A North Carolina Black Banker Turned Civil Rights Leader
Dr. Martin Luther King, Jr. and Rosa Parks are iconic figures in the country’s Civil Rights Movement. But who led the charge in North Carolina? The prominent, but little-known black banker John Hervey Wheeler played a large role.Host Frank Stasio talks with Brandon Winford, an assistant professor in the Department of History at University of Tennessee, about the new biography: 'John Hervey Wheeler, Black Banking, and the Economic Struggle for Civil Rights.'
Wheeler moved to Durham in 1929, just before the Great Depression, and rose through the ranks to become the president of Mechanics and Farmers Bank, one of the largest black banks in the country. He opened up credit and lending opportunities to black people, promoting economic equality for African Americans in the state and nationwide.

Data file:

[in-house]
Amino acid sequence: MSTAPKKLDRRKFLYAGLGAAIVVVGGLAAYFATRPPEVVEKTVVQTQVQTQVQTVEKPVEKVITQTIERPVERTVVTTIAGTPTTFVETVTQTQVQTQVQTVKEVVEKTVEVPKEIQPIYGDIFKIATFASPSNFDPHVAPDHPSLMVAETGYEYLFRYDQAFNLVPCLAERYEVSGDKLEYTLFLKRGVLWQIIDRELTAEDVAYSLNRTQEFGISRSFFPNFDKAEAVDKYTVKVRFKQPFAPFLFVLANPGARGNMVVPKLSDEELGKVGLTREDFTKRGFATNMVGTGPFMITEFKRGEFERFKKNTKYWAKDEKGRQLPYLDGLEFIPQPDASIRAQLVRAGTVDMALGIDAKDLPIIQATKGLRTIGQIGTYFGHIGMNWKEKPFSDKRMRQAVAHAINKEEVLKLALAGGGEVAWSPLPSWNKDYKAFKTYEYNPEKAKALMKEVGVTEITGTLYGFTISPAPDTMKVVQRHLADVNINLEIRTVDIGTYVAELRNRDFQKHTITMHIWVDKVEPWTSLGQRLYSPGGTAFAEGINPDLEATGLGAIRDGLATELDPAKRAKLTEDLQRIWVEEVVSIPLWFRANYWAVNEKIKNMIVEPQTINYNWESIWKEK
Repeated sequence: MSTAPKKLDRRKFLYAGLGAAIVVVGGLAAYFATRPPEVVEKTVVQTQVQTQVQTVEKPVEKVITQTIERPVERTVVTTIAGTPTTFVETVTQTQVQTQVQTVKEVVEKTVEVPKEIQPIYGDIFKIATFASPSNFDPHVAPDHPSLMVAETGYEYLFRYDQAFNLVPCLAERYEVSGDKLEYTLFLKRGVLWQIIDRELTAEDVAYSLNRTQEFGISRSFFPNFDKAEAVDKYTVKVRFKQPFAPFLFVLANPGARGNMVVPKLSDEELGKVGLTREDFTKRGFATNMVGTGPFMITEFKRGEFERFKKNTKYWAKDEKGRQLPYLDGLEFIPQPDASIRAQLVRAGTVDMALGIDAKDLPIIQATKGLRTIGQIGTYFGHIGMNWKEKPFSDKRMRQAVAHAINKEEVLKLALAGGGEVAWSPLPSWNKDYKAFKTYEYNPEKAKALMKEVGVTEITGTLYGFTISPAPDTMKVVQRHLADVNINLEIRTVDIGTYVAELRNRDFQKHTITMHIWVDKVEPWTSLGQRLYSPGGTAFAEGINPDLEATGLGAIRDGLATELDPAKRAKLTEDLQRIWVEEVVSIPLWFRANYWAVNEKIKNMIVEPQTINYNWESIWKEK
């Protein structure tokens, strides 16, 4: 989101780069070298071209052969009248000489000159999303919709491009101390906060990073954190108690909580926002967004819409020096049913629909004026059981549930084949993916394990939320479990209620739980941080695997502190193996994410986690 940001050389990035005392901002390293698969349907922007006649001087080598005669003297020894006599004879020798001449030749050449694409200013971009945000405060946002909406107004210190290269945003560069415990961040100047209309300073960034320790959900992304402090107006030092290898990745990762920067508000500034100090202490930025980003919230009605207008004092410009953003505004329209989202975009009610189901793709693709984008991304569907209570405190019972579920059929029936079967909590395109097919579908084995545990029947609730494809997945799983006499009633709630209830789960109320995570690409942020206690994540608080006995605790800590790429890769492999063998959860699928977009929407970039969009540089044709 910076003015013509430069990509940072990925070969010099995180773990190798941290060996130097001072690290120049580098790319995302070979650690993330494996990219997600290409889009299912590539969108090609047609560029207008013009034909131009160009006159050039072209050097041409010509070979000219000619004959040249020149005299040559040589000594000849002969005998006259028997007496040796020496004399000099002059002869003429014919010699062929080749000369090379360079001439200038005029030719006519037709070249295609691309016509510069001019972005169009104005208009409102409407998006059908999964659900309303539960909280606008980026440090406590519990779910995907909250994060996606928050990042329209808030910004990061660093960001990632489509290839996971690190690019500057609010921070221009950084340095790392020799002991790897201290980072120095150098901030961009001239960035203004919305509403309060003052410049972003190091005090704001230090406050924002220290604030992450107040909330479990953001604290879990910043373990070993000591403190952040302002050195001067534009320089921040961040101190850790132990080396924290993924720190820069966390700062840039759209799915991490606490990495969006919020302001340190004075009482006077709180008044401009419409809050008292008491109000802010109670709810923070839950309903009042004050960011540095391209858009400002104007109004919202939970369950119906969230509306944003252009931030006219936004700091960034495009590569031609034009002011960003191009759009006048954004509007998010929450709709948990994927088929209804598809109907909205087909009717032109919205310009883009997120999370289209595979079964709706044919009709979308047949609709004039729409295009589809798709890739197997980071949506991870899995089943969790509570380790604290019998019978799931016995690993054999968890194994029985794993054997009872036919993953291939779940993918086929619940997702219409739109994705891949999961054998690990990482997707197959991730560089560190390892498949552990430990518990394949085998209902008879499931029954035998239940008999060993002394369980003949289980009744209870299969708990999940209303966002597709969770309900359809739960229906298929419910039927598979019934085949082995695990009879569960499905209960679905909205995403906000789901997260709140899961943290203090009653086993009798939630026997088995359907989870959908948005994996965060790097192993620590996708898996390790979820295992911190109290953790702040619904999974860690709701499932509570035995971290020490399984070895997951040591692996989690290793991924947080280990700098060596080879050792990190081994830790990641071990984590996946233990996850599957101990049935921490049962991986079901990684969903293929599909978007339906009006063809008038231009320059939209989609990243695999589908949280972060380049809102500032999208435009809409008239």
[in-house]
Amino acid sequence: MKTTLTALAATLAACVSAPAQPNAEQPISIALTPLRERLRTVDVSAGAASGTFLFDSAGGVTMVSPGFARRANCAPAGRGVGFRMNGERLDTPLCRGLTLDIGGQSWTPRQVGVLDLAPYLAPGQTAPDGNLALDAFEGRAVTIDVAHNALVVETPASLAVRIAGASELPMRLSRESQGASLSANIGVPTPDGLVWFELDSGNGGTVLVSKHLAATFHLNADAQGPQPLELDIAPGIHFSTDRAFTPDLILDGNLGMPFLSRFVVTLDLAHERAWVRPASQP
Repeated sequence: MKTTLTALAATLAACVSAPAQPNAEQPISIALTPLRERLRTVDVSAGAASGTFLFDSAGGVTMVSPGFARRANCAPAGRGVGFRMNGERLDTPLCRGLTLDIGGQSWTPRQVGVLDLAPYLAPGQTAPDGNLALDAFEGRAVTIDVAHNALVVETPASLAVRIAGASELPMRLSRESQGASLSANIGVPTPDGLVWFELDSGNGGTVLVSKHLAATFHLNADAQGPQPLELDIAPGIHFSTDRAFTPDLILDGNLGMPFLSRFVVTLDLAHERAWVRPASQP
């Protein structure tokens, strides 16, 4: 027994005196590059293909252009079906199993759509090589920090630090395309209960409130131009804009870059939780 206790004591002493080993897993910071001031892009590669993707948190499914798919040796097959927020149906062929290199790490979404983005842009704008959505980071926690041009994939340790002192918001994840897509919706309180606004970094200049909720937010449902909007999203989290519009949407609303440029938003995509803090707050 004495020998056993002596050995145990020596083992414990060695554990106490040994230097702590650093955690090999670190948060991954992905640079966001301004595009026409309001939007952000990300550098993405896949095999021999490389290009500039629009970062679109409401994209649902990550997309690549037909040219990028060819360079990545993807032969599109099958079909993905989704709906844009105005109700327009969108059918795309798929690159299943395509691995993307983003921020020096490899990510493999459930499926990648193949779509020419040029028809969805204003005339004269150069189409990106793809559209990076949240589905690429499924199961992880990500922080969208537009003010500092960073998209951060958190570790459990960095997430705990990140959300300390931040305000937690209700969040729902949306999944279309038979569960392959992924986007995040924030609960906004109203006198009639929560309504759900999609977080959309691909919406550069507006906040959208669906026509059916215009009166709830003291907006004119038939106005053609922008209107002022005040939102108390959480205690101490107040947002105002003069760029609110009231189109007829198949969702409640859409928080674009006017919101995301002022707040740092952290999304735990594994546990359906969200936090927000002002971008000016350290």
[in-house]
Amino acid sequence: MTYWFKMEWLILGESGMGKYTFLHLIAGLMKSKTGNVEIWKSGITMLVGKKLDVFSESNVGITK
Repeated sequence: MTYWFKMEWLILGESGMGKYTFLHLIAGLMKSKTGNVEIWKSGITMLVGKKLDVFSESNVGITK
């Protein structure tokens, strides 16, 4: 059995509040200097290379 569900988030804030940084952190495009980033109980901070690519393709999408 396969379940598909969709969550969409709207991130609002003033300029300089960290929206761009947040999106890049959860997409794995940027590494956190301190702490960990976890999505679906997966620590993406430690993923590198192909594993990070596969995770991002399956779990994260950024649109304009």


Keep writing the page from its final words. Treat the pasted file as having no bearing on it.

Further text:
Wheeler is profiled in the new biography: “John Hervey Wheeler, Black Banking, and the Economic Struggle for Civil Rights,” (University Press of Kentucky/2020) by Brandon Winford, an assistant professor in the Department of History at University of Tennessee. Host Frank Stasio talks with Winford about Wheeler’s legacy as an indirect civil rights leader and why he is not a household name. Winford will talk about his book at the Museum of Durham History on Friday, Feb. 7 at 6 p.m. and at Duke University School of Law on Monday, Feb. 10 at 12:30 p.m.
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